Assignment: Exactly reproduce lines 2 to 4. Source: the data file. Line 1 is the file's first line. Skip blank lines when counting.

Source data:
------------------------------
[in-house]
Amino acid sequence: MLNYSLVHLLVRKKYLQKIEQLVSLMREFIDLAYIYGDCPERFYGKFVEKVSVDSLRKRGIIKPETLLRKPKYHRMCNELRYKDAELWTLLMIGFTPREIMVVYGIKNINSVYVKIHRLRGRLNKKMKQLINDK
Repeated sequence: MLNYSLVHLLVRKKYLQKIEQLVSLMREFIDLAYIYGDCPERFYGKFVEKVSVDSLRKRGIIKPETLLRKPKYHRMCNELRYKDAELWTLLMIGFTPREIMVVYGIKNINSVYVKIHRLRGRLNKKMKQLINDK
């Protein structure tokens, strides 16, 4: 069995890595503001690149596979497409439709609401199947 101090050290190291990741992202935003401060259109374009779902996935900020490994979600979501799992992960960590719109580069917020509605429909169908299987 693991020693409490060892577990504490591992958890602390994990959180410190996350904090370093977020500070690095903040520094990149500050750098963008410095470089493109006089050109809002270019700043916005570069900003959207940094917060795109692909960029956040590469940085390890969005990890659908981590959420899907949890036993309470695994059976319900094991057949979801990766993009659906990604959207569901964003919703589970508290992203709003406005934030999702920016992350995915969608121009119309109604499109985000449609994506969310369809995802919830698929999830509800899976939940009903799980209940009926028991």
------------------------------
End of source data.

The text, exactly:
Amino acid sequence: MLNYSLVHLLVRKKYLQKIEQLVSLMREFIDLAYIYGDCPERFYGKFVEKVSVDSLRKRGIIKPETLLRKPKYHRMCNELRYKDAELWTLLMIGFTPREIMVVYGIKNINSVYVKIHRLRGRLNKKMKQLINDK
Repeated sequence: MLNYSLVHLLVRKKYLQKIEQLVSLMREFIDLAYIYGDCPERFYGKFVEKVSVDSLRKRGIIKPETLLRKPKYHRMCNELRYKDAELWTLLMIGFTPREIMVVYGIKNINSVYVKIHRLRGRLNKKMKQLINDK
């Protein structure tokens, strides 16, 4: 069995890595503001690149596979497409439709609401199947 101090050290190291990741992202935003401060259109374009779902996935900020490994979600979501799992992960960590719109580069917020509605429909169908299987 693991020693409490060892577990504490591992958890602390994990959180410190996350904090370093977020500070690095903040520094990149500050750098963008410095470089493109006089050109809002270019700043916005570069900003959207940094917060795109692909960029956040590469940085390890969005990890659908981590959420899907949890036993309470695994059976319900094991057949979801990766993009659906990604959207569901964003919703589970508290992203709003406005934030999702920016992350995915969608121009119309109604499109985000449609994506969310369809995802919830698929999830509800899976939940009903799980209940009926028991």